Artificial Intelligence: A New Synthesis by Nils J. Nilsson (1998-04-15) Hardcover – January 1, 1739
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This book is written more in the context of the latter camp, than in the former. However, in-depth discussion of the Turing test is not given, and this actually is one of the main virtues of the book, although the author clearly believes that the purpose of doing research in artificial intelligence is to achieve human-level intelligence. As he remarks in the last paragraph in the book, it was written to overview the techniques that he believes are required to achieve human-level intelligence. Although he does not explicitly give the reader tests for machine intelligence that will allow progress to be measured, he devotes a small portion of the book to various ideas on just what constitutes intelligence.
The book also gives a general (and sometimes very brief) overview of the algorithms used in artificial intelligence. Search heuristics, neural networks, and genetic programming are some of the topics that are covered. The influence of the "intelligent agent" paradigm, that is now taking the AI community by storm, is very apparent throughout the book. The author though does not neglect some of the topics in "good-ole-fashioned" artificial intelligence that arose decades ago and is still applicable today, especially in the field of logic programming. These topics include resolution in both the propositional and predicate calculus, and in expert systems. By far the best discussion in the book is on knowledge-based systems and evolving knowledge bases. This topic has taken on considerable importance in recent years due to the importance of data mining and business intelligence.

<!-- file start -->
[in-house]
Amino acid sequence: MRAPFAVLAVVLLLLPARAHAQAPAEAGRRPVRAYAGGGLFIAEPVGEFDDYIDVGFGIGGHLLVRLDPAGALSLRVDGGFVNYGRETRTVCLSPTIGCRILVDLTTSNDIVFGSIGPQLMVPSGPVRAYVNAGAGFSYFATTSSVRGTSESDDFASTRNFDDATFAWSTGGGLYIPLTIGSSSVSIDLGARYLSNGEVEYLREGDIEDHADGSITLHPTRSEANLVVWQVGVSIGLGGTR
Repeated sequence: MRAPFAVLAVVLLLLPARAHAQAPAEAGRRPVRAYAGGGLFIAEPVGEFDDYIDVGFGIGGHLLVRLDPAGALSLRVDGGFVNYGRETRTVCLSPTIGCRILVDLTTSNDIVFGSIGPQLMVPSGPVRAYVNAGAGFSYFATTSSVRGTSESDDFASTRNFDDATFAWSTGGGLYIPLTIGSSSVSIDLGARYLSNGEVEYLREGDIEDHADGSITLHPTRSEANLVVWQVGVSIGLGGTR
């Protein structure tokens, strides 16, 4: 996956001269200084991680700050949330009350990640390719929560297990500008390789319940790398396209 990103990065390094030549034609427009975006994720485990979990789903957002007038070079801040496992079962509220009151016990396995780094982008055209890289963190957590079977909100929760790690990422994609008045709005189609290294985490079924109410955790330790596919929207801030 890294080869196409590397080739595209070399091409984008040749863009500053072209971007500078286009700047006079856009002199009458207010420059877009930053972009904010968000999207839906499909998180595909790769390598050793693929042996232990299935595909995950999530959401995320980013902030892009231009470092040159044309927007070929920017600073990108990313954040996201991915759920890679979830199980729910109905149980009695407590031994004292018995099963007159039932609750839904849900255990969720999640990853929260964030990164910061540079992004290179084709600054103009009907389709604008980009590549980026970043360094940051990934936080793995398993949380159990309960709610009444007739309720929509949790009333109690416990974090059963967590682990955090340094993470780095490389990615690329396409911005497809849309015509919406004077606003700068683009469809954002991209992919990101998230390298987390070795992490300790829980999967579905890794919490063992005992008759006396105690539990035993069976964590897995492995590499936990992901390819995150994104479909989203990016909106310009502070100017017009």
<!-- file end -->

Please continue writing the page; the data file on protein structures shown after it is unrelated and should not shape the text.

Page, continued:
Readers who are considering artificial intelligence as a career choice will find good motivation by reading this book. The field also is quite different than most others in that it respects a high degree of individual creativity and ingenuity, and has a high bandwidth for new ideas. Beginning with its origins in the 1950s, the field has grown by leaps and bounds, but its applications have exploded in the last five years, fueled mainly by business and financial applications. Concerned not only with achieving human-level capabilities, but also with other forms of intelligence and how they can be useful, artificial intelligence has become one of the predominant forces in the twenty-first century. One can only be excited and optimistic about its further advances.
By Huizhong Cheng on September 2, 2015
Nevertheless, for the non-beginning student of computer science that has an interest in the subject, this book covers the gamut of AI subjects. Topics include neural networks, genetic programming, multi-agent programming, fuzzy logic, and machine vision. While no topic is covered in-depth, the broad scope of the book allows one entering the field to decide what areas, if any, are of paramount interest.
I recommend this book for a 2nd or 3rd year CS undergraduate with a background in calculus and with a serious interest in artificial intelligence.